In this study, we used dengue virus (DENV) as a model RNA virus for testing clinical specimen stabilization products for their ability to preserve nucleic acid and antibody in a dried blood format. Dengue is the most prevalent arthropod-borne viral disease, with four antigenically distinct serotypes: DENV1–4. Accurate diagnosis of dengue fever often requires both serological and molecular detection methods to distinguish it from other co-circulating fever-causing infectious agents, making DENV a good candidate for this evaluation. One of the most cost-effective and widely used methods of stabilizing whole blood for future testing is to create a dried blood spot on filter paper such as the Whatman FTA Micro Card (GE Healthcare Life Sciences, Pittsburgh, PA). FTA Micro Cards contain proprietary chemicals that protect nucleic acids from nucleases, as well as ultraviolet and oxidative damage. Many groups have examined the utility of dried blood spots on various types of filter paper for antigen, antibody, and nucleic acid–based diagnostics,58 especially for viruses of public concern such as the human immunodeficiency virus (HIV).914 This method is generally considered effective for stabilizing DNA for downstream molecular diagnostic applications.15 Despite their long-standing and widespread usage, diagnostic accuracy from dried blood spots can be influenced by many factors including original antibody or nucleic acid amount, hematocrit, size of the blood spot, and elution protocol used.1619 Several products have recently entered the market, which may address these shortcomings. Using a proprietary technique based on anhydrobiosis involving a thermostable dissolvable glass, Biomātrica tubes (Biomātrica, San Diego, CA) “shrink-wrap” DNA in whole blood or purified RNA for long-term ambient temperature storage. Biomātrica DNAstāble has been shown to be effective for stabilizing DNA, but no previous studies have evaluated its ability to stabilize RNA in whole blood.20,21 Another manufacturer, ViveBio (Alpharetta, GA), has developed ViveST tubes that are claimed to stabilize RNA in dried plasma in a synthetic matrix, thus eliminating the need for upfront extraction. Studies using ViveST tubes have demonstrated hepatitis B, hepatitis C, and HIV nucleic acid stability ranging from 10 to 56 days following storage at ambient temperature.2224

We evaluated these three commercially available specimen stabilization products for their ability to stabilize dengue viral RNA and anti-dengue immunoglobulin. We first tested these products over a period of 4 weeks at ambient and 37°C temperatures using contrived positive specimens created by spiking whole blood with DENV as well as human anti-dengue IgG. The products were then evaluated using clinical specimens collected and shipped from a dengue-endemic region of South America. RNA and antibody levels were tested using real-time reverse-transcription polymerase chain reaction (qRT-PCR) and enzyme-linked immunosorbent assay (ELISA), respectively, to evaluate the effect of time, storage temperature, and stabilization method on sample integrity. Together, this study represents a comprehensive laboratory and field evaluation of currently available sample stabilization matrices that may represent viable alternatives to dried blood spots.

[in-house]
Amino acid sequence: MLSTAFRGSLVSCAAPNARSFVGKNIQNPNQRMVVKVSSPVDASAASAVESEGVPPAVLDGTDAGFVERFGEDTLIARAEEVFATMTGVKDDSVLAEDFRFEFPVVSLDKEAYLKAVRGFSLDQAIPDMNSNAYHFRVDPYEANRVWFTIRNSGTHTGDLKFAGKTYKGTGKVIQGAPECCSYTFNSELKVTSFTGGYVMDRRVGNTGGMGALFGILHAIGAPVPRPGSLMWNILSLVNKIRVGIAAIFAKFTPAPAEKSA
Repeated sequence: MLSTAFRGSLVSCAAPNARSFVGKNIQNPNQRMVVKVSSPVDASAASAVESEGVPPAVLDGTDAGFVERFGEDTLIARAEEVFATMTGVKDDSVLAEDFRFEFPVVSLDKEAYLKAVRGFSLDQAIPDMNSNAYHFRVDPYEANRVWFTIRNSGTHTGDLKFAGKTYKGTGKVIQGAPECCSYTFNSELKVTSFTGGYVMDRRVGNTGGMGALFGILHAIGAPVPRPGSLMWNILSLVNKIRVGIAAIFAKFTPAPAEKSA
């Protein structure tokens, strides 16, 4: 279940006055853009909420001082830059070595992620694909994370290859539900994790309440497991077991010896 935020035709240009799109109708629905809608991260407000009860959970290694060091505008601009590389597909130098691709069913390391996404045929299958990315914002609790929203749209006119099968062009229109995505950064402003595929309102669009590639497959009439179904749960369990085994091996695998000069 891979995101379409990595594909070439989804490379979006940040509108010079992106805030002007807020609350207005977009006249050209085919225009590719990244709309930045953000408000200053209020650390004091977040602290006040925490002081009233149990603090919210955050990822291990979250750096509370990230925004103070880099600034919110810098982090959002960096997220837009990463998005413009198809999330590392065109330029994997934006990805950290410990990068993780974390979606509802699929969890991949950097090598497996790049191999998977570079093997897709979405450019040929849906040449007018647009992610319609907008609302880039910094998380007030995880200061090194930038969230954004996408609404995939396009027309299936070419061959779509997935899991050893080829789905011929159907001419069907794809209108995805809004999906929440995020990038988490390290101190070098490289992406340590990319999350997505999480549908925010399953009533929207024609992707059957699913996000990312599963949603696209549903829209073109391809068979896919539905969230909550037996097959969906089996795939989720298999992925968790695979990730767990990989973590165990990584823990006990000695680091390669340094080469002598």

Materials and Methods

Human use statement.

The procedures applied in this study were performed in accordance with the ethical standards of the Naval Medical Research Center (NMRC) Institutional Review Board (IRB) and with the Helsinki Declaration of 1975, as revised in 1983. Serum from dengue-positive patients was collected from febrile patients, who had provided permission for the future use of their blood samples, presenting to 12 health facilities within or near Iquitos, Peru, as part of an ongoing febrile surveillance study.25 Study protocols were approved by NMRC and the U.S. Naval Medical Research Unit No. 6 (NAMRU-6) IRB in compliance with all applicable federal regulations governing the protection of human subjects (NMRC.2005.0007 and NAMRU6.2014.0015).

Sample preparation and stabilization.

Contrived DENV-positive samples.

DENV-positive samples were modeled by spiking commercially available CPDA-1-treated whole blood (Valley Biomedical, Winchester, VA) with tissue culture–derived DENV1 (West Pac-74) to a final titer of 104 plaque-forming units (PFU)/mL and anti-dengue IgG-positive human plasma pooled from de-identified donors.

Clinical DENV-positive specimens.

Whole venous blood was collected into purple-top ethylenediaminetetraacetic acid (EDTA) tubes during ongoing surveillance studies from febrile individuals reporting to 12 health facilities in Iquitos. Samples were collected between 07:30 am and 1:00 pm and stored at 4°C until they were transported on ice to the NAMRU-6 field laboratory for processing by 2:00 pm. Thirty-seven specimens were confirmed to be dengue positive by the SD BIOLINE Dengue Duo (Dengue NS1 Ag and IgG/IgM) immunochromatographic rapid test (Alere Inc., Waltham, MA); dengue infection was later confirmed by RT-PCR and qRT-PCR as described elsewhere.26,27